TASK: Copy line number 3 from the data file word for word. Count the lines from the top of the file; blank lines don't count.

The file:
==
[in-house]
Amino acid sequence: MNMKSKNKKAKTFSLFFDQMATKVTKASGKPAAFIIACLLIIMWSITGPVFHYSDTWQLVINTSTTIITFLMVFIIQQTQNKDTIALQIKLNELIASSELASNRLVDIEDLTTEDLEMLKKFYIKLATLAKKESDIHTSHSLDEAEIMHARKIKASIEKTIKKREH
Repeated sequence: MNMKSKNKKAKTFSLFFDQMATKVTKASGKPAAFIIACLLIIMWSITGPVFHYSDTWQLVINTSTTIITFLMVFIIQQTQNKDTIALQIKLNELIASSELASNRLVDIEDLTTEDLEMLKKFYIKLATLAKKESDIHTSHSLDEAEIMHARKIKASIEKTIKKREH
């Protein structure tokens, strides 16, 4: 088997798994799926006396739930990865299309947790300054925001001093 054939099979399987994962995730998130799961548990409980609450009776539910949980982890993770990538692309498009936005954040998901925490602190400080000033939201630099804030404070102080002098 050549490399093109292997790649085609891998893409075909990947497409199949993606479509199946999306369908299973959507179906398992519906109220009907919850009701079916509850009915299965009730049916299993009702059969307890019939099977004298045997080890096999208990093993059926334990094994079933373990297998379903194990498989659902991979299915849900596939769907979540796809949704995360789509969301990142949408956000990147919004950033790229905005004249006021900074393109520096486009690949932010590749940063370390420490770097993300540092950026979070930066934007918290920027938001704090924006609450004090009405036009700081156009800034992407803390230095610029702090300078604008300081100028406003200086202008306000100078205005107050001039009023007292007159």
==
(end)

Repeated sequence: MNMKSKNKKAKTFSLFFDQMATKVTKASGKPAAFIIACLLIIMWSITGPVFHYSDTWQLVINTSTTIITFLMVFIIQQTQNKDTIALQIKLNELIASSELASNRLVDIEDLTTEDLEMLKKFYIKLATLAKKESDIHTSHSLDEAEIMHARKIKASIEKTIKKREH